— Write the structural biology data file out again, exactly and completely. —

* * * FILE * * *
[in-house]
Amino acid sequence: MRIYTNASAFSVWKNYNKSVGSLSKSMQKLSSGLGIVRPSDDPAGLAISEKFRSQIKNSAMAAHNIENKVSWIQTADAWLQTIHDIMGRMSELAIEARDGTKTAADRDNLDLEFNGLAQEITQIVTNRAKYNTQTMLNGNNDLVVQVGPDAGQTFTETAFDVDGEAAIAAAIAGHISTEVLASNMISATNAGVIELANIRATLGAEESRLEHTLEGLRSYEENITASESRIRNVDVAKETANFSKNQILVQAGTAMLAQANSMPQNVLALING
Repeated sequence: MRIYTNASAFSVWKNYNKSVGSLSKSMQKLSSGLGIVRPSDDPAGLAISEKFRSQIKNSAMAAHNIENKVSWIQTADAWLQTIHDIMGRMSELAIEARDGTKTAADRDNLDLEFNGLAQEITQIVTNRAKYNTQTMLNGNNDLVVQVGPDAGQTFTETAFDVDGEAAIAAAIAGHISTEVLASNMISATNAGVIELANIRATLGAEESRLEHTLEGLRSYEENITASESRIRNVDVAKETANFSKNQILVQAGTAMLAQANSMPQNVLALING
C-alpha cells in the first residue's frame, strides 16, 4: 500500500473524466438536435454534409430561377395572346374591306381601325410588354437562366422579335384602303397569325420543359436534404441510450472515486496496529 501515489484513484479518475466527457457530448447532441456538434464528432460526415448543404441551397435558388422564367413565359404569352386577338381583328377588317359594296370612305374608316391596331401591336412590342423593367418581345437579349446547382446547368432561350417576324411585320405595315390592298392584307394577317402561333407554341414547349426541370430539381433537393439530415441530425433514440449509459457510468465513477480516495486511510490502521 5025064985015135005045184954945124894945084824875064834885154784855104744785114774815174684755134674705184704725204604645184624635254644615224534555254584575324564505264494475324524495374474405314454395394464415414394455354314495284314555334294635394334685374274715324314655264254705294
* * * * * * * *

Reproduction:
[in-house]
Amino acid sequence: MRIYTNASAFSVWKNYNKSVGSLSKSMQKLSSGLGIVRPSDDPAGLAISEKFRSQIKNSAMAAHNIENKVSWIQTADAWLQTIHDIMGRMSELAIEARDGTKTAADRDNLDLEFNGLAQEITQIVTNRAKYNTQTMLNGNNDLVVQVGPDAGQTFTETAFDVDGEAAIAAAIAGHISTEVLASNMISATNAGVIELANIRATLGAEESRLEHTLEGLRSYEENITASESRIRNVDVAKETANFSKNQILVQAGTAMLAQANSMPQNVLALING
Repeated sequence: MRIYTNASAFSVWKNYNKSVGSLSKSMQKLSSGLGIVRPSDDPAGLAISEKFRSQIKNSAMAAHNIENKVSWIQTADAWLQTIHDIMGRMSELAIEARDGTKTAADRDNLDLEFNGLAQEITQIVTNRAKYNTQTMLNGNNDLVVQVGPDAGQTFTETAFDVDGEAAIAAAIAGHISTEVLASNMISATNAGVIELANIRATLGAEESRLEHTLEGLRSYEENITASESRIRNVDVAKETANFSKNQILVQAGTAMLAQANSMPQNVLALING
C-alpha cells in the first residue's frame, strides 16, 4: 500500500473524466438536435454534409430561377395572346374591306381601325410588354437562366422579335384602303397569325420543359436534404441510450472515486496496529 501515489484513484479518475466527457457530448447532441456538434464528432460526415448543404441551397435558388422564367413565359404569352386577338381583328377588317359594296370612305374608316391596331401591336412590342423593367418581345437579349446547382446547368432561350417576324411585320405595315390592298392584307394577317402561333407554341414547349426541370430539381433537393439530415441530425433514440449509459457510468465513477480516495486511510490502521 5025064985015135005045184954945124894945084824875064834885154784855104744785114774815174684755134674705184704725204604645184624635254644615224534555254584575324564505264494475324524495374474405314454395394464415414394455354314495284314555334294635394334685374274715324314655264254705294